TMJ Syndrome TMD/Bruxism Symptoms

  • earache
  • tinnitus / tinnitis
  • jaw joint pain on one side
  • orofacial pain
  • bite deviations
  • inability to open the jaws fully
  • bruxism / teeth grinding
  • headaches
  • neck pain
  • spine pain
  • postural changes

To discuss each of these symptoms, we will have to discuss a little bit of anatomy.

This simplified explanation obviously does not discuss the various muscles of jaw movement individually — but you’ll get a basic, clear understanding.


The jaw joints — the TMJs or temporo-mandibular joints — exist just in front of the ears. The excessive compression caused by chronically tight jaw muscles causes pain in just that location, which triggers muscular contractions in the muscles surrounding the ears. The net result — muscle and joint pain.

Tinnitus / Tinnitis

Tinnitus is “ringing in the ears.” Compression of the TMJs induces or increases tinnitus. One explanation is that the muscles of the middle ears, which attach to and tune the resonant frequency of the three sound-transmitting bones of the middle ears (hammer, anvil and stapes), reflexively tighten with jaw tension. You may have noticed that, while you yawn, your hearing fades. That indicates the reflexive connection.

Jaw Joint Pain on One Side

As I said, earlier, most dental trauma occurs on one side. The trauma reflex triggers muscular contractions — and pain — on that side.

Orofacial PainThe trauma reflex triggers muscular contractions — and pain — in the muscles of the face.

Bite Deviations

Uneven muscular contractions alter jaw movement and bite.

Inability to Open the Jaws Fully

Since those muscles are constantly held reflexively in contraction, they limit how far the jaws can open.

Bruxism / Teeth Grinding

Jaw clenching and grinding are the behaviors of tight jaw muscles. Nocturnal bruxism may be associated with speech and emotion during dreaming. Just as rapid eye movement (REM) during dreaming is a recognized phenomenon, the muscles of speech also move during dream-speech. Combined with hightened jaw tension, such movements could account for nocturnal bruxism. This is a point of reasoning, not of empirical studies — but it does make sense.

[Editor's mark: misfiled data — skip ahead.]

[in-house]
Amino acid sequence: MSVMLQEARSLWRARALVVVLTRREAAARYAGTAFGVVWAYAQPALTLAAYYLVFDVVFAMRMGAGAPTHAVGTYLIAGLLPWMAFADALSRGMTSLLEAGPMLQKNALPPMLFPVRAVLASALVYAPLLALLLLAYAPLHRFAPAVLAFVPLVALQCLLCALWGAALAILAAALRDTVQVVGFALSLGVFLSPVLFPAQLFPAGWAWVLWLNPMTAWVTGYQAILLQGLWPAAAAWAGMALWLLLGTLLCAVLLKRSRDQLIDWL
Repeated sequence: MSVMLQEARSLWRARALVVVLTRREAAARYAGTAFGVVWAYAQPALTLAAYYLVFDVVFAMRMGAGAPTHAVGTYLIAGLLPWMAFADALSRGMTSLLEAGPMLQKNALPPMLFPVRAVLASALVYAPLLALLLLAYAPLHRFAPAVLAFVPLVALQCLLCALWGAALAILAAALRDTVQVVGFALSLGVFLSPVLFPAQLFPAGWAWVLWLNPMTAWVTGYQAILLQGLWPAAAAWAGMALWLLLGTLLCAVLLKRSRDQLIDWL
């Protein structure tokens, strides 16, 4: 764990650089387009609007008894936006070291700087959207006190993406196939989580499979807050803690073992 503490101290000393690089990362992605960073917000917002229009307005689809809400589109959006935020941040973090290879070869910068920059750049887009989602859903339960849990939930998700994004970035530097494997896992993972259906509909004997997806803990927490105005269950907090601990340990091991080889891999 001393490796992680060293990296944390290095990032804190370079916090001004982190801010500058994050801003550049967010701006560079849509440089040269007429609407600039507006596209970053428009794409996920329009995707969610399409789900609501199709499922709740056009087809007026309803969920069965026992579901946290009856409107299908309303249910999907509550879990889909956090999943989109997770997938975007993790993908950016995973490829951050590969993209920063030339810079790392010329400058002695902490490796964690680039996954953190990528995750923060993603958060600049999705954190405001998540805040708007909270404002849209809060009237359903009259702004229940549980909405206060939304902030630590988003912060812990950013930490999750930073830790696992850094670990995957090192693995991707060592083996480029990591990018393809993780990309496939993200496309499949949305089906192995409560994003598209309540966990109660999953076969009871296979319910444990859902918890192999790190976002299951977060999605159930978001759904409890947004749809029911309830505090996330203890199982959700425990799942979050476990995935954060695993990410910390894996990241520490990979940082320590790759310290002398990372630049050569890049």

One set of muscles of biting — the temporalis muscles — connect from the sides of the jaws to the sides of the head, near and behind the temples. When tight, these muscles compress the bones of the head, producing headache at the sides of the head. Other muscles, the suboccipital muscles that connect the rear of the head to the neck, reflexively tighten with mouth-opening movements and may become conditioned to a heightened state of tension that goes with the heightened effort needed to open jaws held tight by muscles of biting. Tension headaches at the forehead and in the eyes result from such tension.

See On Headaches

Neck Pain

The jaws have connections both above and below. The muscles below go to the neck. When tight muscles above the jaws displace movement from center, the muscles below tighten reflexively, pulling the head, which weighs about twelve pounds, off-center, causing muscle fatigue and pain in the neck.

Spine Pain

When the weight of the head gets displaced off-center, the muscles of the spine tighten as part of the counter-balancing act. Fatigue and pain result.

Postural Changes

Patterns of reflexive tension thus to all the way from the jaws down the spine and throughout the trunk, changing posture and movement.

See video on TMD/TMJ Syndrome Self-Relief.
See exercises based upon The Whole-body Yawn that Relieve TMD/TMJ Syndrome — CLICK HERE

next article:  Causes of TMJ Syndrome
directory of TMJ articles: Treatment for TMJ Syndrome

Add your comment — what you would like to ask or tell.
This entry was posted in bruxism, jaw and ear pain, jaw clenching, jaw pain, jaw pain one side, orofacial pain, teeth grinding, tight jaws, TMD, TMJ Syndrome. Bookmark the permalink.

2 Responses to TMJ Syndrome TMD/Bruxism Symptoms

  1. Michael says:

    My brother has been dealing with Bruxism for as long as I remember. I never saw him sleeping without his night guard. Yes, it has a lot to do with muscles, and I heard it is also caused by psychological factors.

    -Michael Griffin

  2. John Dudley says:

    This comment has been removed by a blog administrator.

Leave a Reply

Your email address will not be published. Required fields are marked *

This site uses Akismet to reduce spam. Learn how your comment data is processed.